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Fun Facts for Kids on Walking Sticks Insects

Updated March 23, 2017

Walking Stick insects can be found in many regions of the world in most of the woodland areas. They live for around one year, in which time they mature, mate, and produce young. The insect can breathe through holes called "spiracles" found along the sides of their bodies.

Species and Size

The order Phasmida includes all 3,000 types of Walking Stick and leaf insects. Some of the smallest species, such as the Timema cristinae, have bodies that are only half an inch long. One of the largest is the Phobaeticus kirbyi, which can grow to around 21 inches long.

Camouflage

Walking Stick insects and leaf insects have evolved to be perfectly camouflaged amongst their natural home in the trees. They not only look like sticks, twigs, or leaves, they move in ways that mimic the motion of tree parts swaying in the wind. Otherwise, they will sit perfectly so they don't bring attention to themselves.

Limb Regeneration

Walking Stick insects normally have six legs, any of which they can lose for a number of reasons, including dropping them to escape from predators. They can regrow these lost limbs, but the new ones can be smaller and weaker than the originals.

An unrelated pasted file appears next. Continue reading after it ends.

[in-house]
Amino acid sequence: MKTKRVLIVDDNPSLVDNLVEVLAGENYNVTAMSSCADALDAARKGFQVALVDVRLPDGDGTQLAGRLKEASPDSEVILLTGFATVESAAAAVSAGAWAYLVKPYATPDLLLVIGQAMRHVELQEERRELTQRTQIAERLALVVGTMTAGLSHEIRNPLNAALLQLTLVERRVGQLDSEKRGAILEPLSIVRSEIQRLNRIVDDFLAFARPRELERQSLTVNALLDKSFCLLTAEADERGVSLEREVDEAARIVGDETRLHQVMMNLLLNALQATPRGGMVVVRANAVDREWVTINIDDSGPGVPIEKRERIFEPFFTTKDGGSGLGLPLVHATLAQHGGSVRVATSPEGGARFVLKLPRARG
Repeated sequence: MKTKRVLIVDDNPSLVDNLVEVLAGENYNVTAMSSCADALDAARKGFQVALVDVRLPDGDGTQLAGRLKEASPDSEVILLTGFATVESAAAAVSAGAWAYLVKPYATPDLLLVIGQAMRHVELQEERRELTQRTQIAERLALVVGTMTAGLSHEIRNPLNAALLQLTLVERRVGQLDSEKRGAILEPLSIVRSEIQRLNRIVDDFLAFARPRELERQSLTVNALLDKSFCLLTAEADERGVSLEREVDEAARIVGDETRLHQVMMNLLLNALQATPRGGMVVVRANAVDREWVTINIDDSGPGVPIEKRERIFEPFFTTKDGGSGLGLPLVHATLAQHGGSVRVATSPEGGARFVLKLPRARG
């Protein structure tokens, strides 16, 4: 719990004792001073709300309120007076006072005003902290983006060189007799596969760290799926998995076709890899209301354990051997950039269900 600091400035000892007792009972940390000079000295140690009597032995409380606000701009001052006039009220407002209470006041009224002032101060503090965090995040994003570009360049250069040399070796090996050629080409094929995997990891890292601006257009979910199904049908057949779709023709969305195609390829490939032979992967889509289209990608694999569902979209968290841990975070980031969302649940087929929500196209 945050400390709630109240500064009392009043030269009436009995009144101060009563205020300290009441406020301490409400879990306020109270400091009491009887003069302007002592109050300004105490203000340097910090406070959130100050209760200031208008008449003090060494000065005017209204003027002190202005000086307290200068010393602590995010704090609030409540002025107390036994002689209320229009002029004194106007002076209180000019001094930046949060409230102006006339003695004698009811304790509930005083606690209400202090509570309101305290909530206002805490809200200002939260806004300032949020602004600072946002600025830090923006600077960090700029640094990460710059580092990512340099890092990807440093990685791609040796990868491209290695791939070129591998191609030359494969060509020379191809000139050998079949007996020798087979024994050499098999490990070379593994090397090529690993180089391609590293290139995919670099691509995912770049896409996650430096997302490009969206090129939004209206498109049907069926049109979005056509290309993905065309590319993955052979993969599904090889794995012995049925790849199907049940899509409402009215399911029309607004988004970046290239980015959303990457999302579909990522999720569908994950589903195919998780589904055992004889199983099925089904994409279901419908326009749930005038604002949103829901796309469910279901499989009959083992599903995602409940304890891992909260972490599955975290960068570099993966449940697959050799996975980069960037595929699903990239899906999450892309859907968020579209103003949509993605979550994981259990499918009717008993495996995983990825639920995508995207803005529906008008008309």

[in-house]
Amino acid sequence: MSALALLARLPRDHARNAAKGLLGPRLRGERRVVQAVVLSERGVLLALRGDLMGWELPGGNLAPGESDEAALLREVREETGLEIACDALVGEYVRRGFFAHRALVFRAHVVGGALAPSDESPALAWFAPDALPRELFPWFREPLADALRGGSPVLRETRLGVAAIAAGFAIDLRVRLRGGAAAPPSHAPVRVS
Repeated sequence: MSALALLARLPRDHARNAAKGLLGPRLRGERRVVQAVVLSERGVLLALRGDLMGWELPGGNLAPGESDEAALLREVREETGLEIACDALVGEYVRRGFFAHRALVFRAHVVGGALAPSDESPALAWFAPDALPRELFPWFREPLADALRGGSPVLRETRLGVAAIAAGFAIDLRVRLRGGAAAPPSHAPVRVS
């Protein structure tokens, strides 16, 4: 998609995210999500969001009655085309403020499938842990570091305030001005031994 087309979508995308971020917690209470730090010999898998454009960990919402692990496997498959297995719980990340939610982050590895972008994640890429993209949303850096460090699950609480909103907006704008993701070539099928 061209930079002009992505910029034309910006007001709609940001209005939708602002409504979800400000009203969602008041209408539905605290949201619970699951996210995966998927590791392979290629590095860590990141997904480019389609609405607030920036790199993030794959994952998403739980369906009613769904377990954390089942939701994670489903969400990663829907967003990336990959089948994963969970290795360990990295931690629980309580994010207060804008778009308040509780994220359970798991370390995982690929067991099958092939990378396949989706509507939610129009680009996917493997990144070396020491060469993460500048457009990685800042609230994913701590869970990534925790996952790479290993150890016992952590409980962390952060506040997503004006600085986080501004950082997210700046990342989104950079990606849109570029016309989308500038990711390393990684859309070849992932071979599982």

Parthenogenesis

Many species of female Walking Stick insect can reproduce without the assistance of a male. This process, "parthenogenesis," happens when the females produce unfertilised eggs that hatch into female stick insects. No males are born from these eggs, so entire colonies will be female.

Defenses

Some species can release a blinding fluid into the eyes of a predator. The effect is only temporary, but it will give the insect time to escape. Species such as the Anisomorpha buprestoides release a noxious smelling fluid. Other species of stick insect pretend they are dead, while others flash brightly coloured wings to confuse and distract predators. Still others aggressively swipe at predators with spine covered legs.

Egg Hiding

While some species will lay eggs in a nest area, others drop eggs one at a time to the ground. These eggs are the general size and colour of seeds. The eggs will mix in with foliage, dirt, and other natural debris so predators won't see them.

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About the Author

Melissa Voelker has been a professional writer since 2002. She works full time at a TV station in the commercial traffic department and also writes for Paperbackreader.com and Pinkraygun.com. Her articles have appeared in "Listen," "The Spokesman Review" and "Freepress Houston."